Kaiser fires a hospice care volunteer over her legal medical marijuana use
She uses marijuana at night for her anxiety-induced insomnia.
Young woman holding elder hands Photo by Jasmin Merdan /Getty Images
When California finally legalized marijuana it was reasonable to assume that a culture of free and open use would be considered normal. But Amy Hauser of Richmond, California recently discovered that her status as a medical marijuana patient has left her having to choose between her medicine and her job.
At 50 years old, Hauser is studying to become a nurse at a hospice care center and spent her time volunteering there until she was told that her marijuana use made her ineligible to help the terminally ill.
According to a report from The Cannifornian, Hauser was volunteering at a number of hospice care centers in Northern California when she had to leave her post at one company in particular, Kaiser Permanente. The news arrived in a letter reminding her that the company’s mandatory drug screening meant that she couldn’t volunteer. Still, this is the first time Hauser has come across issues with a hospice organization over her medicine.
“The idea that because I smoke it at night I would somehow be irresponsible during the day, it’s completely illogical,” Hauser told The Canniforninan, “Just like I would never show up to work drunk, I would never show up to work high,”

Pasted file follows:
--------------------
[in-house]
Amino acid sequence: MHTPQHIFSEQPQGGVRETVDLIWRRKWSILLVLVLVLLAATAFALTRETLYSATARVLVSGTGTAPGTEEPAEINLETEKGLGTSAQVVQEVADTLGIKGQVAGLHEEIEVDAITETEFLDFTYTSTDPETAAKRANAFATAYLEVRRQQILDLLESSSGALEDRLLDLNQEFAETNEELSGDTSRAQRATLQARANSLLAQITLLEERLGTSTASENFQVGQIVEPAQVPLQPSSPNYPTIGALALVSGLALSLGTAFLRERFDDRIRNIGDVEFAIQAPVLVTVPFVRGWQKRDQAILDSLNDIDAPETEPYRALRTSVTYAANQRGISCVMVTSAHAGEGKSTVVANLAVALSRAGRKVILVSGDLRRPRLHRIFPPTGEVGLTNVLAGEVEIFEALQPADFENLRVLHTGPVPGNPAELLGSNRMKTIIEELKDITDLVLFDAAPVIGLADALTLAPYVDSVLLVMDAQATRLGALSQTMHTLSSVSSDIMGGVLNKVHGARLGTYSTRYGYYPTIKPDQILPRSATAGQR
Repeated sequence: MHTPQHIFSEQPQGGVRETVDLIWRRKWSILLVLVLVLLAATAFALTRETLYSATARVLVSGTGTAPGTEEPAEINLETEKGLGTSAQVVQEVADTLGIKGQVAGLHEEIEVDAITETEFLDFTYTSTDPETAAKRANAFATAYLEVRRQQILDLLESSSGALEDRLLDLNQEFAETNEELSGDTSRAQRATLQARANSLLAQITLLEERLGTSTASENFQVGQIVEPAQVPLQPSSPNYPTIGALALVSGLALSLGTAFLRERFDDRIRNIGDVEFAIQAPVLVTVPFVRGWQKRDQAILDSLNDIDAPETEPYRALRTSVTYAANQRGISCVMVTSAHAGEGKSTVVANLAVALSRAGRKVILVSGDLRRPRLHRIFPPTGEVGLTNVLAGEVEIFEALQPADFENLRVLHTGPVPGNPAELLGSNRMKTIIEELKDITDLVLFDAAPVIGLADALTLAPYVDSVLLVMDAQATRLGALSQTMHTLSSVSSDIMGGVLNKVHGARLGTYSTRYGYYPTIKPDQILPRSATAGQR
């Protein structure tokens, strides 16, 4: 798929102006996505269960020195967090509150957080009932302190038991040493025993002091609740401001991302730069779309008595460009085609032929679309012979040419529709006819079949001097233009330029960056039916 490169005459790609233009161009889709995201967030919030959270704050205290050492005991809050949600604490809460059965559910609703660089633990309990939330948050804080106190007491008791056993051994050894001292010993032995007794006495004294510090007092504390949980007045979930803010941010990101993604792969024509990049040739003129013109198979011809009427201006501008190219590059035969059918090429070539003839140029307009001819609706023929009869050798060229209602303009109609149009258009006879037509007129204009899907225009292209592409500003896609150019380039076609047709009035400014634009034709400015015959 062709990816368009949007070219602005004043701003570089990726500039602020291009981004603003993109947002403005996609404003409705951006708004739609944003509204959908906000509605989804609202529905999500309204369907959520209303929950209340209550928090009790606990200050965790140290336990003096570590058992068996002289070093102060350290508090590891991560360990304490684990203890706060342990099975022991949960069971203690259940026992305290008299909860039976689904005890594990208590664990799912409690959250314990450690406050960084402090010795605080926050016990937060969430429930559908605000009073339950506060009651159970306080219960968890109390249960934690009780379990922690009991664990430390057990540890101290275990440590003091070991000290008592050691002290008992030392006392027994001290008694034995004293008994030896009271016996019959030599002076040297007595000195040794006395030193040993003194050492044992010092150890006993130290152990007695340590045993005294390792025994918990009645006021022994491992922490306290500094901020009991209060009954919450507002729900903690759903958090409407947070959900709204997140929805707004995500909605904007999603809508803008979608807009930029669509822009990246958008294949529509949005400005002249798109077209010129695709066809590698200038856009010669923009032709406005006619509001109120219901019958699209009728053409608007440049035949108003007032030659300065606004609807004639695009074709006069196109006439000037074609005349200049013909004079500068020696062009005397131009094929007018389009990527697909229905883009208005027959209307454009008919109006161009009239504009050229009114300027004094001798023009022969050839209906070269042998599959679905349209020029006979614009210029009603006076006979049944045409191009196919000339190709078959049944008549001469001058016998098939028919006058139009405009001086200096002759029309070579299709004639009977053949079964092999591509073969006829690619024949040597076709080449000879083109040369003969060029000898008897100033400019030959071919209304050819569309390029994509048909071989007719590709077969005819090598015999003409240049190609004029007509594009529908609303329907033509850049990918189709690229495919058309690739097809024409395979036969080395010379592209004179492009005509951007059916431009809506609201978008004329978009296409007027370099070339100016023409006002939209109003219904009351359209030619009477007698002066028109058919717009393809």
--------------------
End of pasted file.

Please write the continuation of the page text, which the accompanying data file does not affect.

When Hauser intended to make her position with Kaiser more permanent she underwent a training program which required her to be screened for drug use. According to Hauser, she had nearly completed the training when she discovered that a drug test would be necessary and admitted to being a medical marijuana patient.
But the ban hasn’t stopped her from wanting to volunteer her time. Instead, she offered to give up medical marijuana even though it treated her anxiety-induced insomnia.
“I’m not going to get the sleep I need,” she said, “My anxiety is going to be significantly worse, and I’m not going to be as present for my family.”
The reason Kaiser gave for not being able to accept Hauser as a volunteer is that the company maintains contracts with the federal government and, under federal law, marijuana is still listed in the highest restrictive category for banned substances.
“As a health care organization, we always abide by all applicable laws and regulations to ensure the safe provision of care for our members and patients,” Mayra Suárez, a spokeswoman for Kaiser told The Cannifornian.
Medical cannabis has been legal in California since 1996, while the recreational market was just launched on January 1st. Despite this, employers can still fire their employees for failing a drug test, even if that drug is being used for medical purposes in the patient’s own home.
A federal court set precedent by ruling that cannabis patients get workers’ rights and can’t be discriminated against.
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